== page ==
Corey Cusimano

Working papers

People regulate each other's emotion regulation.
Cusimano, C., & Goodwin, G.P. Preprint
People will criticize others for experiencing suffering when they think that the sufferer can choose to stop feeling upset. People think others can choose to stop being upset when they are irrationally upset.

People acknowledge and condone their own morally motivated reasoning.
Cusimano, C., & Lombrozo, T. Email for draft
People engage in morally motivated reasoning, are aware that their current beliefs are the product of motivated reasoning, and approve of their reasoning (and their beliefs) anyway.

Intuitive reasoning about psychological constraint.
Cusimano, C., Zorrilla, N., Danks, D., & Lombrozo, T. Email for draft
People have an "intuitive model" of how reasoning produces new mental states. This model predicts attributions of control over beliefs, desires, intentions, and intentional behavior. And, it explains commonplace attributions of coercion.

Four ways to think about your biased, superstitious, and unscientific beliefs.
Cusimano, C. Email for draft
People are not always "Naive Realists" but may judge their beliefs as justified (or not) along many different dimensions. This observation has implications for how we understand the etiology and malleability of belief.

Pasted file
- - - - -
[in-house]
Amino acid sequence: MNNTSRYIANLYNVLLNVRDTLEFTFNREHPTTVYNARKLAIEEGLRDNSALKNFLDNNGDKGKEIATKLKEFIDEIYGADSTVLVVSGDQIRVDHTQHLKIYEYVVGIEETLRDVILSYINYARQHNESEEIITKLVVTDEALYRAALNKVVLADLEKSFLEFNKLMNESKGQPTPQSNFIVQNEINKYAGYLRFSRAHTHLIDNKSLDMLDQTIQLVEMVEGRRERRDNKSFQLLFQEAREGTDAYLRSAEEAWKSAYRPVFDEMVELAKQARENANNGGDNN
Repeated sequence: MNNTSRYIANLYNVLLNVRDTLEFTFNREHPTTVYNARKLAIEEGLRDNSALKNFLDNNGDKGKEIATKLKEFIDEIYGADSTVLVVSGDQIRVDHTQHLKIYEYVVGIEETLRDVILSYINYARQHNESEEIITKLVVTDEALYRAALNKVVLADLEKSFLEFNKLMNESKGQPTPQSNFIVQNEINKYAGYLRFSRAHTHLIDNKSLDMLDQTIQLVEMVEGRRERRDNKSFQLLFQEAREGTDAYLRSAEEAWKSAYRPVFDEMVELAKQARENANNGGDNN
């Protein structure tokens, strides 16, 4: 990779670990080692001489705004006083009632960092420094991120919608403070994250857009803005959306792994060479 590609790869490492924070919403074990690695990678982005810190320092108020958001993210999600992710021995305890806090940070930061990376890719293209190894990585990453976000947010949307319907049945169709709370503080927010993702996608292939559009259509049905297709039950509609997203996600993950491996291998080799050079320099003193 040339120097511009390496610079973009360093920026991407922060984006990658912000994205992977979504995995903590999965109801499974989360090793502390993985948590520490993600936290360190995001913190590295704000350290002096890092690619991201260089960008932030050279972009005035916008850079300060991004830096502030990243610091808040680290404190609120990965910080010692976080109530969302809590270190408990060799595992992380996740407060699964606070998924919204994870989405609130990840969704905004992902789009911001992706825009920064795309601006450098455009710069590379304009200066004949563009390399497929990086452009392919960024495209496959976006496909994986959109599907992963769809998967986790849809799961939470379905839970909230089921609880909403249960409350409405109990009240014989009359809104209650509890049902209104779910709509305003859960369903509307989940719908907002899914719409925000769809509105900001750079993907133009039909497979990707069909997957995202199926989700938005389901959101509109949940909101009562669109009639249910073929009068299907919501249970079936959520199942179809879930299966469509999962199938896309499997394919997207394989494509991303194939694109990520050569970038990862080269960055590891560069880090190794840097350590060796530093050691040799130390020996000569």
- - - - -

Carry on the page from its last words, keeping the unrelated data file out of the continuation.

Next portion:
Published papers

Mental states and control-based theories of responsibility.
Cusimano, C., & Goodwin, G.P. (2022). In T. Nadelhoffer & A. Monroe (eds). Advances in Experimental Philosophy of Free Will and Responsibility. Preprint
Mental states have represented the strongest challenge to control-based theories of moral responsibility. But the data show that people hold others responsible for mental states in a way that vindicates control theories.

Reconciling scientific and commonsense values to improve reasoning.
Cusimano, C., & Lombrozo, T. (2021). Trends in Cognitive Sciences, 25, 937-949. PDF
We coordinate • cognitive models of biased reasoning, • normative theories of belief formation, and • the lay ethics of belief to identify new ways to improve everyday reasoning.

Reason-based constraint in theory of mind.
Cusimano, C., Zorrilla, N., Danks, D., & Lombrozo, T. (2021). Proceedings of the 43rd Annual Meeting of the Cognitive Science Society PDF